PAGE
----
As American Idol kicked off its twelfth season, the judges rolled into Chicago to hear auditions. One contestant in particular got attention for her voice, but perhaps more for the struggles she had gone through just to be standing there. Mariah Pulice admitted to America that she was in the early stages of recovery from anorexia.
Anorexia is an eating disorder that affects nearly 24 million men and women in the United States, according to the National Association of Anorexia Nervosa and Associated Disorders Inc. (ANAD). Pulice falls into the most common gender and age group to struggle with the disorder – teenaged females.
Pulice admitted on last Thursday’s episode that her struggles with eating began in junior high school, saying, “I felt a lot bigger than the other girls.” These feeling progressed and Pulice said by high school she recalled only eating a single slice of American cheese each day. For reference, that’s only about 100 calories and maybe five grams of protein. The fact that Pulice was telling this story was impressive, considering how dangerously she was treating her body. (more…)
UPDATE [4/13/11]: According to FremantleMedia, the company that produces the American Idol, Ms. Kauffman’s claims are untrue. “Kauffman’s party agreed to be split up, and contrary to her allegations, she did not sit alone or in the back of the house,” they said in a statement released to CNN. “In fact, she and her remaining party were seated just four rows behind their friends, directly in camera shot, in some of the best seats in the house.”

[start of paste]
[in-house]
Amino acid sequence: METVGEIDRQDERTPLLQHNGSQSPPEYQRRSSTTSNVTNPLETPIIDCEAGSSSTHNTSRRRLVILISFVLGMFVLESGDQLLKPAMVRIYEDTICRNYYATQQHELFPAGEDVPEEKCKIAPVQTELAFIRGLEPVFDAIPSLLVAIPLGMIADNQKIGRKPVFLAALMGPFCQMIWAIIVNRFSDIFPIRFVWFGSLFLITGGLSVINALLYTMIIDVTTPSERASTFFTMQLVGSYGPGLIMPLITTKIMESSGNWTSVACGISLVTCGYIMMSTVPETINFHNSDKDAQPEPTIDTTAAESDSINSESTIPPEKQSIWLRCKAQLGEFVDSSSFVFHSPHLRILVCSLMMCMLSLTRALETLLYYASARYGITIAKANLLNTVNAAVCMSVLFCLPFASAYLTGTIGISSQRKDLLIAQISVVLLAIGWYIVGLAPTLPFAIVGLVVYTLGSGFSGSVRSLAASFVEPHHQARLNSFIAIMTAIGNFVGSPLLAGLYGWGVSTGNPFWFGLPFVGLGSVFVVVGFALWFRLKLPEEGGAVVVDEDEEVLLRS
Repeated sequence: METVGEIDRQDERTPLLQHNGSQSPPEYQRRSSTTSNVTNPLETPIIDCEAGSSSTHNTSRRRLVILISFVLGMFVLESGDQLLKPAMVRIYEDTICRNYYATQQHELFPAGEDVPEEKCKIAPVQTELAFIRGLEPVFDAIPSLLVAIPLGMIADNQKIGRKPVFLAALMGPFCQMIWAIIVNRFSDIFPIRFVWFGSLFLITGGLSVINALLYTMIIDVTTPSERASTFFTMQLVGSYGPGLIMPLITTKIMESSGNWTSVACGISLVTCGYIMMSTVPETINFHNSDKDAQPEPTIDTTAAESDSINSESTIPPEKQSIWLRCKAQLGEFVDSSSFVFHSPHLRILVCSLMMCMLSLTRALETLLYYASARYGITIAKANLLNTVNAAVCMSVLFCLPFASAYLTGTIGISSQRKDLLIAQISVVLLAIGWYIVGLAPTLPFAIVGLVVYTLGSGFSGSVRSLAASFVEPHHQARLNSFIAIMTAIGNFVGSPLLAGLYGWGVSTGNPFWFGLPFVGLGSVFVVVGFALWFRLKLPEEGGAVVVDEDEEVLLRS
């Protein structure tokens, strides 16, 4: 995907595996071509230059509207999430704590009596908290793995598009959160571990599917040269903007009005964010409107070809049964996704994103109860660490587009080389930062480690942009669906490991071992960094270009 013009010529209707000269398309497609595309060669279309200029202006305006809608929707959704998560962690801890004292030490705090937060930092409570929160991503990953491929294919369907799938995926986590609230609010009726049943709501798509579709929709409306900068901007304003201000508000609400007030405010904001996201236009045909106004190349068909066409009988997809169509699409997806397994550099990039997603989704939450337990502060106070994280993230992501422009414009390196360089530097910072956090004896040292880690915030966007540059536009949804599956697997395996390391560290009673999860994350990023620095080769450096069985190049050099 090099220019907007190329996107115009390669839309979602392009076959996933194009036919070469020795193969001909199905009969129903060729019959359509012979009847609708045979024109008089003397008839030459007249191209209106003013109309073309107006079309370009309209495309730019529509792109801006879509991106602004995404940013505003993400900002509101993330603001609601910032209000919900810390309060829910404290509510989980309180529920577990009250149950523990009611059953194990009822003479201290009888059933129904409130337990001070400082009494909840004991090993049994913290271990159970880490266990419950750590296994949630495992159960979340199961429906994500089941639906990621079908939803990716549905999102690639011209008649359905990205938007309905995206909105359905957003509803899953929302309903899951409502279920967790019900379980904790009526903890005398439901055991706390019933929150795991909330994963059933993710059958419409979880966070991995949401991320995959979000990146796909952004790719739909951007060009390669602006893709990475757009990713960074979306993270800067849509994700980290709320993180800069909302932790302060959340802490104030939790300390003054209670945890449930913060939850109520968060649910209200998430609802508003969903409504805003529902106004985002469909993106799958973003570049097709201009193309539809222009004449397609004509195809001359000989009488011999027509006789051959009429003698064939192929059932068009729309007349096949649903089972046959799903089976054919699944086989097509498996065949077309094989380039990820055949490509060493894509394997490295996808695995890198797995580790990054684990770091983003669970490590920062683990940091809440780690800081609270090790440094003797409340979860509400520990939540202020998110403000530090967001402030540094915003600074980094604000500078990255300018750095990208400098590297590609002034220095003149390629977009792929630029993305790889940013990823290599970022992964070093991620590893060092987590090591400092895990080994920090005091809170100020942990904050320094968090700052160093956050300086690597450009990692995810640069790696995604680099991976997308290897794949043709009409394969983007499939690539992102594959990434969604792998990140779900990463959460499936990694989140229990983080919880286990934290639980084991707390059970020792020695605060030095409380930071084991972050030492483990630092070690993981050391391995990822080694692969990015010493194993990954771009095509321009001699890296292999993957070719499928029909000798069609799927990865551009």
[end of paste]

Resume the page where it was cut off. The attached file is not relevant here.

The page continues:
Although American Idol is based on singing ability and talent, contestants “looks” definitely play a role. Simon may not be a judge on the show this year, but in seasons pasts he’d repeatedly say that certain contestants had a very marketable look (read: attractive on TV), while others, despite having singing talent, didn’t, and therefore weren’t able to make the cut. But riddle me this- what do audience members have to do with it?
According to a recent report on RadarOnline.com, one 19-year-old fan was moved from her front-row spot in the audience with her friends to a back seat away from cameras during the live taping of an American Idol episode because of her size. She told the website, “I was kind of taken aback. I’m not that big, but I understand I was bigger than the girls I was with. But I was like, ‘Wow, way to hit a low blow.'” So far, American Idol has not responded to the claims.